A routing number, sometimes also known as an American Bankers Association (ABA) routing number, is a nine-digit sequence of numbers that's used to identify and send funds to specific banking institutions in the U.S. By possessing an ABA routing number, a financial institution is recognized by the American Bankers Association and in turn the Federal Reserve and any other federal or state charters.
Routing numbers were first established by the ABA over a century ago. They were designed to ensure that paper checks were processed by and to the right financial institutions. Now, routing numbers have become an important tool in all types of banking activities.
Some banks can have multiple routing numbers. While small banks usually have just one, larger banks and financial institutions can possess several different routing numbers that refer to different regions, states, or uses. For example, banks sometimes have different routing numbers for wire transfers. In addition, after a merger, the merged bank may maintain both banks' routing numbers so customers don't have to update their bill pay or direct deposit.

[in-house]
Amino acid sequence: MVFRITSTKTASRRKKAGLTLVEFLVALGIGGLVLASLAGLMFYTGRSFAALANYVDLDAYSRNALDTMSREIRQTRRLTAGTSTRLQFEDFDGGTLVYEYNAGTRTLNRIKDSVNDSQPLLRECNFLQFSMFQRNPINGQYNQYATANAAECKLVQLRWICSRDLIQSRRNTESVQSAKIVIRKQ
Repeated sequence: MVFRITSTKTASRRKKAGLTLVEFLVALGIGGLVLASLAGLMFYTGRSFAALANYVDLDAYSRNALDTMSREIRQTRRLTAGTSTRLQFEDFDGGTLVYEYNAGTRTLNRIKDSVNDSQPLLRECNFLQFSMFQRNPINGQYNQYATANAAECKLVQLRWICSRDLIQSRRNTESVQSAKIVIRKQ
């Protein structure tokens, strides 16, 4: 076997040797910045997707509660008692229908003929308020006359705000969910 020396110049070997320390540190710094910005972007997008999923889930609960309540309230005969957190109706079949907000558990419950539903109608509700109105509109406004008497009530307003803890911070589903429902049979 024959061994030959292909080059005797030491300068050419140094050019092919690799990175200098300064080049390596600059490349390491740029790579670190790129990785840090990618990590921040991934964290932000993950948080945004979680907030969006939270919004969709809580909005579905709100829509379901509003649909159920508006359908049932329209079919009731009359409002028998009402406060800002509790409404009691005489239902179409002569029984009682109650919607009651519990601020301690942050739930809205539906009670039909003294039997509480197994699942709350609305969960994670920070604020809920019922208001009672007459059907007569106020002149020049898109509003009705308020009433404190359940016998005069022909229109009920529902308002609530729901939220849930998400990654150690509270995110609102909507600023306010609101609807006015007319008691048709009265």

Routing numbers are required to complete a range of banking-related tasks. These can include ordering new checks, paying bills, establishing a new direct deposit account either through the workplace or another setting, and sometimes paying taxes or receiving tax refunds from the IRS. You may also need your routing number to link your accounts at different banks or credit unions. Some online banking systems can now automatically connect your accounts, but many still use the old-fashioned method of entering your routing and account number then doing a test ACH transfer.